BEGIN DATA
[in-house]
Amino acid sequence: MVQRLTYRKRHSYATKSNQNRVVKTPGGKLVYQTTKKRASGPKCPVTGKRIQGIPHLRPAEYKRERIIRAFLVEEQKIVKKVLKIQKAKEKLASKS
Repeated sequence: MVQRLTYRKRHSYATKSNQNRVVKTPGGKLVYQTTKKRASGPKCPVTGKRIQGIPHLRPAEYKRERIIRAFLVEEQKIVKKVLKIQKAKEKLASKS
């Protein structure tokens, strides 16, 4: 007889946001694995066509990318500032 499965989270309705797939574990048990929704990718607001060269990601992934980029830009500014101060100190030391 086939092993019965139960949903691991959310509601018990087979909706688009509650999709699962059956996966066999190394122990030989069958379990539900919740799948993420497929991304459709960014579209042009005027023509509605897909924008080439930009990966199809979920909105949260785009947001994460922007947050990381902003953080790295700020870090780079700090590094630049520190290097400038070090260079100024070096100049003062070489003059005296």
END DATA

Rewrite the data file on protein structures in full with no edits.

[in-house]
Amino acid sequence: MVQRLTYRKRHSYATKSNQNRVVKTPGGKLVYQTTKKRASGPKCPVTGKRIQGIPHLRPAEYKRERIIRAFLVEEQKIVKKVLKIQKAKEKLASKS
Repeated sequence: MVQRLTYRKRHSYATKSNQNRVVKTPGGKLVYQTTKKRASGPKCPVTGKRIQGIPHLRPAEYKRERIIRAFLVEEQKIVKKVLKIQKAKEKLASKS
């Protein structure tokens, strides 16, 4: 007889946001694995066509990318500032 499965989270309705797939574990048990929704990718607001060269990601992934980029830009500014101060100190030391 086939092993019965139960949903691991959310509601018990087979909706688009509650999709699962059956996966066999190394122990030989069958379990539900919740799948993420497929991304459709960014579209042009005027023509509605897909924008080439930009990966199809979920909105949260785009947001994460922007947050990381902003953080790295700020870090780079700090590094630049520190290097400038070090260079100024070096100049003062070489003059005296």